Spring is in the air! The grass is getting greener, the birds are chirping, trees are coming back to life and flowers are blooming! There’s something else in the air, too. Something new. What is that?
Oh yeah, it’s the majority of Americans who now support marriage equality.
For the first time in a decade of polling by ABC News and The Washington Post, 53% of Americans today support same-sex marriage. That’s up from 32% in 2004, and represents a noteworthy milestone in the struggle for equality.
“People under 40 are for equality, those over 50 are generally against, with the fortysomething’s closely aligned. As I said yesterday, this is one of the issues the right will have to moderate on to improve its disastrous standing with younger voters. But I think the main practical impact here is that now any federal judges with pro-equality convictions can rest assured that pro-equality decisions will be acceptable to public opinion and not lead you to get immediately abandoned by every elected official in sight. And by 2016, the kind of equivocation on the subject that Barack Obama and Hillary Clinton engaged in will clearly be unacceptable to an equality-minded Democratic primary electorate.”
This news comes after word that some top Democrats have been whispering in Obama’s ear that the GOP may be ready to support increased gay rights.
Following a successful rejection of DADT last December, Democrats earlier this week stepped up their efforts to repeal DOMA with the Respect for Marriage Act. Though passage is unlikely, as more and more Americans come to oppose DOMA and support equality, the political cost for supporting the LGBT community now appears substantially less hostile.
Additionally, Barbara Boxer and Anthony Weiner have introduced the Equal Access to COBRA Act in their respective chambers, which if successful would provide more government benefits for same-sex partners. “All of our families deserve equal access to health insurance. This bill would help ensure that domestic partners and their families will be able to keep their health coverage if their partner loses their job,” Boxer said.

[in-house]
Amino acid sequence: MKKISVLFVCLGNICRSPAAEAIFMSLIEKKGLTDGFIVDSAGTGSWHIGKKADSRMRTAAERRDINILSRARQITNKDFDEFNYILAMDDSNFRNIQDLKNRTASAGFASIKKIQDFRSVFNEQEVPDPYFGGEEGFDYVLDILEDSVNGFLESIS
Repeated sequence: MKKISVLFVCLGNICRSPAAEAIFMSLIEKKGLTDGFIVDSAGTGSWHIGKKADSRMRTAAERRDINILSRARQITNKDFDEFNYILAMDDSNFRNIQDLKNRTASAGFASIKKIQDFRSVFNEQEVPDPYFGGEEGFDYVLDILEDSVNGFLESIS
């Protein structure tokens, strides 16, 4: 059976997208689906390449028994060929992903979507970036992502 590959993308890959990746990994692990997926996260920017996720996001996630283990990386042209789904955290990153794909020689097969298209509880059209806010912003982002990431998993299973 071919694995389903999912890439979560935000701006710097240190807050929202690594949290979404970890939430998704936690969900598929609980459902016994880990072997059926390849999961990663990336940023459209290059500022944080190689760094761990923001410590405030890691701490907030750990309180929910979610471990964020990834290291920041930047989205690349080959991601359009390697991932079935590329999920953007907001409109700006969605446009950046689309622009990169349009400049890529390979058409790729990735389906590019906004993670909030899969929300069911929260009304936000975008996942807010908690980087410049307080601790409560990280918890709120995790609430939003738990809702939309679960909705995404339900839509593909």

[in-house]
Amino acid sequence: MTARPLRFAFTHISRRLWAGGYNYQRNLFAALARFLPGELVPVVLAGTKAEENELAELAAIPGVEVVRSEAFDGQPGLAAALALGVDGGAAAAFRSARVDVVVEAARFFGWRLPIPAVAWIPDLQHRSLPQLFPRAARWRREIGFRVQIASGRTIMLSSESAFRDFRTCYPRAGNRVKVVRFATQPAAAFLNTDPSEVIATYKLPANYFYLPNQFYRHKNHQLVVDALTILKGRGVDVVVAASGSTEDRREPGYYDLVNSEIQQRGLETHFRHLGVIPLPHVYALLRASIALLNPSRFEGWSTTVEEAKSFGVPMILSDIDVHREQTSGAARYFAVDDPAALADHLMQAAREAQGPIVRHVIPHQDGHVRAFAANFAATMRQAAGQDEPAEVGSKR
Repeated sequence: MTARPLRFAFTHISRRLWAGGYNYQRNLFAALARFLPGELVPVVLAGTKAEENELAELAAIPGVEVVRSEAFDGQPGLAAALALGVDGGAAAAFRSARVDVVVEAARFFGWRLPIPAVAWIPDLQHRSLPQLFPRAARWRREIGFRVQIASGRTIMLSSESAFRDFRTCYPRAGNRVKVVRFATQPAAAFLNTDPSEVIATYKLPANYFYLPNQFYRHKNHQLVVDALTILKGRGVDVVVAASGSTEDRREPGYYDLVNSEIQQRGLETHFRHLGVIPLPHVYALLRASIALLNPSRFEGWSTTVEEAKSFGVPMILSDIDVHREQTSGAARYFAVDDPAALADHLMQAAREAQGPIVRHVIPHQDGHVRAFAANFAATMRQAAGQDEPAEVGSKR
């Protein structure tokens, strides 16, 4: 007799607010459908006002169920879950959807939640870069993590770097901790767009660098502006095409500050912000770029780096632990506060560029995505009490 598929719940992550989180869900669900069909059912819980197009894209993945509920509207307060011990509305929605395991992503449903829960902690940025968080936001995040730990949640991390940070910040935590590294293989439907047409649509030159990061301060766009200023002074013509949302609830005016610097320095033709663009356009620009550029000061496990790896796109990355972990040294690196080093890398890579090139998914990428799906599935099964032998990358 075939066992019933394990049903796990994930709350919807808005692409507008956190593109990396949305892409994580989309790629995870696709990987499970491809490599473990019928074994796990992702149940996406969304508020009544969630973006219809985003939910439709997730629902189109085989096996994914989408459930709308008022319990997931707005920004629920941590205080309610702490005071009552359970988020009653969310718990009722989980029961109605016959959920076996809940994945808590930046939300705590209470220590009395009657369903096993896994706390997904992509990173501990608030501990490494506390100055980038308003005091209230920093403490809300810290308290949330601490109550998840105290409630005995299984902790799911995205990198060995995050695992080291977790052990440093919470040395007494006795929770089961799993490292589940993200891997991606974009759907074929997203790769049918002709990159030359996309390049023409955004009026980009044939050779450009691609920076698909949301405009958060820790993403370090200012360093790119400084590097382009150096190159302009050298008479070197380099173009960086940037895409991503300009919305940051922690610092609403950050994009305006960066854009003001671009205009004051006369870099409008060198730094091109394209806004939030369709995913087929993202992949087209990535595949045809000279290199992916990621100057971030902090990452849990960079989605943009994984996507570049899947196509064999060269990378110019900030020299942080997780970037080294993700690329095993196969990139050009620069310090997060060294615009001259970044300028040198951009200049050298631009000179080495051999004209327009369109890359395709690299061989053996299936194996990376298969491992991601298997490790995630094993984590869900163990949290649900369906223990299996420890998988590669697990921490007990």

As more and more lawmakers begin listening to the voices of the American people, many are attempting to re-frame the gay marriage argument to spark new conversations and broaden support:
“Gay and lesbian couples may seem different from straight couples, but we all share similar values — like the importance of family and helping out our neighbors; worries — like making ends meet or the possibility of losing a job; and hopes and dreams — like finding that special someone to grow old with, and standing in front of friends and family to make a lifetime commitment.”
Gone are the days when gay men and women were ignored and brushed aside. More Americans than ever before are behind us, and with this historic moment in time comes greater responsibility. Now, more than ever, we must remain organized and focused with our sights set on an America that recognizes its gay population not as a minority subculture, but as equals.